Internationally, foreign markets declined in the second quarter as the Russia-Ukraine war continued with no signs of a ceasefire in sight. However, foreign markets relatively outperformed U.S. markets as foreign central banks are expected to be less aggressive with future rate increases compared to the Fed. Emerging markets outperformed foreign developed markets thanks to high commodity prices (for most of the quarter) and despite rising global recession fears.
|International Equity Indexes||Q2 Return||YTD|
|MSCI EAFE TR USD (Foreign Developed)||-15.15%||-19.25%|
|MSCI EM TR USD (Emerging Markets)||-11.92%||-17.47%|
|MSCI ACWI Ex USA TR USD (Foreign Dev & EM)||-14.34%||-18.15%|
Source: YCharts Data as of 6/30/22
Switching to fixed-income markets, most bond indices again registered solidly negative returns as still high inflation and the prospect of faster-than-expected rate increases from the Fed weighed on fixed-income investments.
Looking deeper into the bond markets, shorter-term Treasury Bills again outperformed longer-duration Treasury Notes and Bonds as high inflation and the threat of more than previously expected Fed rate hikes weighed on fixed income products with longer durations. Short-term Treasury Bills finished the quarter with a slightly positive return.
Corporate bonds underperformed in the second quarter as rising recession fears paired with already-high inflation weighed considerably on corporate debt. For much of the quarter, high-quality investment-grade bonds and lower-quality high yield corporate bonds had similar negative returns, implying investor concerns about a future recession were general in nature. However, an increase in disappointing economic data hit high-yield corporate bonds at the end of the quarter and they underperformed their higher-quality counterparts.
|US Bond Indexes||Q2 Return||YTD|
|BBgBarc US Agg Bond||-4.63%||-10.35%|
|BBgBarc US T-Bill 1-3 Mon||0.12%||0.16%|
|ICE US T-Bond 7-10 Year||-4.00%||-10.53%|
|BBgBarc US MBS (Mortgage-backed)||-3.98%||-8.78%|
|BBgBarc US Corporate Invest Grade||-7.16%||-14.39%|
|BBgBarc US Corporate High Yield||-9.78%||-14.19%|
Source: YCharts Data as of 6/30/22
Third Quarter Market Outlook
The S&P 500 just realized its worst first-half performance since 1970 as initial market headwinds of high inflation and sharply rising interest rates combined with growing recession risks and extreme geopolitical uncertainty pushed stocks and bonds sharply lower through the first six months of the year.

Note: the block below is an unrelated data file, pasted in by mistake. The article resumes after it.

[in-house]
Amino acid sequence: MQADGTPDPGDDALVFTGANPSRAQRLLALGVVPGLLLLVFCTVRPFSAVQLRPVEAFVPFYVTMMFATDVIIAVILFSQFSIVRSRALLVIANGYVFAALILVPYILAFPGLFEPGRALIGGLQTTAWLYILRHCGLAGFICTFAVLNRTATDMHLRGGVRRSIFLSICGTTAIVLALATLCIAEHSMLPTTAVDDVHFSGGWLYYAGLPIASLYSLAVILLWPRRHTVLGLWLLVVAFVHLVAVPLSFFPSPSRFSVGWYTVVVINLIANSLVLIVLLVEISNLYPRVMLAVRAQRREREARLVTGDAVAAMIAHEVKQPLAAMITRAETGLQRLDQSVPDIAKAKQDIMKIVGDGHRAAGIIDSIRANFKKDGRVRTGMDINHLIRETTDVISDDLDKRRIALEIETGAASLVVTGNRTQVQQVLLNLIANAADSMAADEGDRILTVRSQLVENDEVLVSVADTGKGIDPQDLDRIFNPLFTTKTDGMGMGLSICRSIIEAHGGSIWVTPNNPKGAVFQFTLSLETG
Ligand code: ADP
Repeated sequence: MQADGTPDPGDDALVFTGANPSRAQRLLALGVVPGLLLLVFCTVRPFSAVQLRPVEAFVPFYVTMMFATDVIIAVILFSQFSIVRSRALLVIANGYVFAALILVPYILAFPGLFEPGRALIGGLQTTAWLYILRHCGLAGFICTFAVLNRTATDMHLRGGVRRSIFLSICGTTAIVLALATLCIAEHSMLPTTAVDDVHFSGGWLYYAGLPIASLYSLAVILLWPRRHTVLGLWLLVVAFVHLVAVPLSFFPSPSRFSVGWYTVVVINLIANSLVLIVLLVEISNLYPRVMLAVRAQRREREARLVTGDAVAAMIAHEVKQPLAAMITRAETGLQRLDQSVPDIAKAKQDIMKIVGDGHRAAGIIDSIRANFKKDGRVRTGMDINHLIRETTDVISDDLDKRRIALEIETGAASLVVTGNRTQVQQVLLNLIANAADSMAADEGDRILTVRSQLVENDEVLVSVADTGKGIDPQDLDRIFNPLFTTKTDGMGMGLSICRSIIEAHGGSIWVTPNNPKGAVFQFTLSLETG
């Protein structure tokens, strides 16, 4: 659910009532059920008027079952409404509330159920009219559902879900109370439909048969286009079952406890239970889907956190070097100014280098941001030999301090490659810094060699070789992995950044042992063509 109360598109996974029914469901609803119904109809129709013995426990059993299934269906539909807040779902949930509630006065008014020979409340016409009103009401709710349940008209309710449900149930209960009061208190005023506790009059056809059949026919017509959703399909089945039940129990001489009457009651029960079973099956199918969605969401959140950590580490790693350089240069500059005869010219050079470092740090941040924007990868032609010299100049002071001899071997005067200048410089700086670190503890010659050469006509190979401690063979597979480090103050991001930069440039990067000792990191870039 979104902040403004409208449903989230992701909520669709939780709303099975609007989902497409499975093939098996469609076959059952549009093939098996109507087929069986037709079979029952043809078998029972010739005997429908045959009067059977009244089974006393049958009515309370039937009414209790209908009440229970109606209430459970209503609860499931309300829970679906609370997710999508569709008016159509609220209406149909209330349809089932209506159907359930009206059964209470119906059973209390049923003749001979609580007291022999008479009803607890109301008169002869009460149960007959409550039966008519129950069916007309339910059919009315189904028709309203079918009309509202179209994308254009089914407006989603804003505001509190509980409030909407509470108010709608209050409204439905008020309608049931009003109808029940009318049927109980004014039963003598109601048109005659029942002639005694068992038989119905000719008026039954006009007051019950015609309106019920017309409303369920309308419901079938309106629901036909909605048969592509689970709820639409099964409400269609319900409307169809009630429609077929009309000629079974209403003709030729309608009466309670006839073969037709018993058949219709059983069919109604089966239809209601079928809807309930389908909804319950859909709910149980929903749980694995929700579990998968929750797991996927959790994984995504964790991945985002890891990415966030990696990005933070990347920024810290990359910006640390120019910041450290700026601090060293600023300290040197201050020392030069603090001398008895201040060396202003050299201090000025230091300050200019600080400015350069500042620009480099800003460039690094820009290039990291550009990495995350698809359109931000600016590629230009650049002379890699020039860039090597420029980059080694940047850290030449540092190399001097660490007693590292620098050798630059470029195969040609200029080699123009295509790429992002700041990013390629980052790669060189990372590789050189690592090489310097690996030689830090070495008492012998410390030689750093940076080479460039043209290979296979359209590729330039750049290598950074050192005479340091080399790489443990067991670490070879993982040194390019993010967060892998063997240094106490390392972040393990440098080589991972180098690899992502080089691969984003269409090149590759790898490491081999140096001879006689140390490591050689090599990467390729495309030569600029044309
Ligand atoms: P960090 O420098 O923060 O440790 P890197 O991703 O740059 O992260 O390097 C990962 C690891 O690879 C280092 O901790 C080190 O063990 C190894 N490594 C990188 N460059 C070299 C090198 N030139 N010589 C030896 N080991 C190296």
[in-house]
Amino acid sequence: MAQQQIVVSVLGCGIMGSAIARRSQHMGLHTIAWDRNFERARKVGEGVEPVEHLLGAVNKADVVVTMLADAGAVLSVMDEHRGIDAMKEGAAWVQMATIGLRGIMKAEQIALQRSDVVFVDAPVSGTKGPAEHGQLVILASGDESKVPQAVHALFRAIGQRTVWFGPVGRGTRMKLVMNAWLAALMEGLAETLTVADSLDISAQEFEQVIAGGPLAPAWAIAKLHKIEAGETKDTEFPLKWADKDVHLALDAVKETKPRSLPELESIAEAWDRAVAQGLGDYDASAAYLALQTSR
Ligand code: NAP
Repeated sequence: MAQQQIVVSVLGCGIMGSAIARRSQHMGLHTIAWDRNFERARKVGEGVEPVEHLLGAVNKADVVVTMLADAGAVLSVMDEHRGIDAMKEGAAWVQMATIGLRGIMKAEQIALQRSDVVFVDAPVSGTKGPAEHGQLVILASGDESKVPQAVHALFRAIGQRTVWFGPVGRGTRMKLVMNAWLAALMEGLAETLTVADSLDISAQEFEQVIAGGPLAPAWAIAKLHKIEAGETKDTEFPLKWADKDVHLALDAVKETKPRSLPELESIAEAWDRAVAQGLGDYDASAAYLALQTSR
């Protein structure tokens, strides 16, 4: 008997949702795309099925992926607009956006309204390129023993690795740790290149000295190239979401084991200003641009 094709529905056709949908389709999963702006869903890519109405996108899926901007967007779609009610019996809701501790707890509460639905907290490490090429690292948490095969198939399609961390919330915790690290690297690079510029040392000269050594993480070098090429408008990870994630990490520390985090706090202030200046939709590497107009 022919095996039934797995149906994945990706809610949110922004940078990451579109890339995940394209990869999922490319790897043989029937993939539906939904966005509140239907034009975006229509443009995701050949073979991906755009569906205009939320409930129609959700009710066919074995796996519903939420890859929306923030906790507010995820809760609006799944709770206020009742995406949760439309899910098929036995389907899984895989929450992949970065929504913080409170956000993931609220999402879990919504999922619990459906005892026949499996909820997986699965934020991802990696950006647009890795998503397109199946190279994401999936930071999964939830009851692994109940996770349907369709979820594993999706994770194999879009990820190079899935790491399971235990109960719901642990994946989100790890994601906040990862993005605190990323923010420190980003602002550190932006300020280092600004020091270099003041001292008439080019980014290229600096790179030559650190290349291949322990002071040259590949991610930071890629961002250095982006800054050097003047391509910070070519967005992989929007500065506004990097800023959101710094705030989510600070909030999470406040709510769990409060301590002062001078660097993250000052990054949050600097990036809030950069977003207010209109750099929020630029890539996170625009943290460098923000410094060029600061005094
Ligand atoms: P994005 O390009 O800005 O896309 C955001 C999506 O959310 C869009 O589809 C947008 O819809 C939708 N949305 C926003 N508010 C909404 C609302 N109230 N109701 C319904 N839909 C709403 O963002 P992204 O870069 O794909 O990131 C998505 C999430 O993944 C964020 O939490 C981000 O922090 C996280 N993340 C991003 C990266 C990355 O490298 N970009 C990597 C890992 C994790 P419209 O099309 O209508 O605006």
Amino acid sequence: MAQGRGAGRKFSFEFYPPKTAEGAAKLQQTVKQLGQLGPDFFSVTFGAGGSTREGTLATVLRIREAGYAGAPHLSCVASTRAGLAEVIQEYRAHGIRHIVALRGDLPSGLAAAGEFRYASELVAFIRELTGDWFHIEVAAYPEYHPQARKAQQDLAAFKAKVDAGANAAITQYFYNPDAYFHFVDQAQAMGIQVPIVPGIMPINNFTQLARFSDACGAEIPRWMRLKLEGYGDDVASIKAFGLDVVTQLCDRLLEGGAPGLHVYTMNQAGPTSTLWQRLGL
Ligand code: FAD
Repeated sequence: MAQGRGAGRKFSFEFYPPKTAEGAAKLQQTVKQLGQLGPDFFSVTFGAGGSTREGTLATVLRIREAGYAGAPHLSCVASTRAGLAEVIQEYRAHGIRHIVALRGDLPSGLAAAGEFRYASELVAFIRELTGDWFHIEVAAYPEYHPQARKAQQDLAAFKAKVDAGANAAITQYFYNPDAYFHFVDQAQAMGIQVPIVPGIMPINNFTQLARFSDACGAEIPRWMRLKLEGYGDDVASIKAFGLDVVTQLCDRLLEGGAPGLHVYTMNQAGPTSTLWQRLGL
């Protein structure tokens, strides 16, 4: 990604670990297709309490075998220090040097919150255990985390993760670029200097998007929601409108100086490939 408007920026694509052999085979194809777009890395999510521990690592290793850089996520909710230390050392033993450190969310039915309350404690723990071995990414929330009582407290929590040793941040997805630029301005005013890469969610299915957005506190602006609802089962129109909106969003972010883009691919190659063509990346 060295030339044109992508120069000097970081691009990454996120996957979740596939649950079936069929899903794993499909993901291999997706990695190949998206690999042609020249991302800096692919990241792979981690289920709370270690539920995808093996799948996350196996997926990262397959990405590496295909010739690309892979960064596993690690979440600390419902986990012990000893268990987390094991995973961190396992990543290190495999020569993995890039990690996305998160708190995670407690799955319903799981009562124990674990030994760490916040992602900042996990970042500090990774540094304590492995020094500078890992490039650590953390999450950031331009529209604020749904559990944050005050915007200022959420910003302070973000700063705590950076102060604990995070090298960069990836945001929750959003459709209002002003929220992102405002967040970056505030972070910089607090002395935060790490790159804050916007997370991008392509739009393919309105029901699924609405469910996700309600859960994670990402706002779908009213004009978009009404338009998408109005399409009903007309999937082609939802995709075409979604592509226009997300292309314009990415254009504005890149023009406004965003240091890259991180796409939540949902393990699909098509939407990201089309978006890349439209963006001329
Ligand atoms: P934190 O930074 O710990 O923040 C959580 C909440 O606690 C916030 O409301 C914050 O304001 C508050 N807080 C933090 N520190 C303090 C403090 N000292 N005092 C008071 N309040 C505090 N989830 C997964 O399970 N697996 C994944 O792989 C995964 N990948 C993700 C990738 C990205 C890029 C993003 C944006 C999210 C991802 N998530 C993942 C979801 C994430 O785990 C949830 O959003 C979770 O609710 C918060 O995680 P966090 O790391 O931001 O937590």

Those declines are understandable considering inflation reached a 40-year high, the Federal Reserve raised interest rates at the fastest pace in decades, the world’s second-largest economy effectively shut down and the Russia-Ukraine war raged on.
But while the volatility and market declines of the first six months of 2022 have been unsettling and painful, the S&P 500 now sits at much more historically attractive valuation levels. And at current prices, a lot of negatives have been priced into the market, opening the possibility of positive surprises as we move forward in 2022.
Regarding inflation and Fed rate hikes, markets have aggressively priced in stubbornly high inflation and numerous additional rate hikes from the Federal Reserve between now and early 2023. But if we see a definitive peak in inflationary pressures in the coming months, then it’s likely the Federal Reserve will hike rates less than currently feared, and that could be a materially positive catalyst for markets.
On economic growth, the Chinese economic shutdown has increased global recession concerns, but recently officials in Shanghai declared “victory” against the latest COVID outbreak and if Chinese economic activity can return to normal, that will be a positive development for global economic growth. Meanwhile, recession fears are rising in the U.S., but stocks are no longer richly valued, and as such, aren’t as susceptible to an economic slowdown as they were at the start of the year.
Finally, regarding geopolitics, the human tragedy in Ukraine continues with no end in sight, but the conflict has not expanded beyond Ukraine’s borders, and many analysts believe that some sort of conflict resolution can be reached in the coming months. Any sort of a truce between Russia and Ukraine will likely reduce commodity prices and global recession fears should decline as a result.
Bottom line, the markets have experienced numerous macro-and micro-economic headwinds through the first six months of the year, and they have legitimately pressured asset prices. But the sentiment is very negative at the moment, and a lot of potential “bad news” has been at least partially priced into stocks and bonds at these levels, again creating the opportunity for potential positive surprises.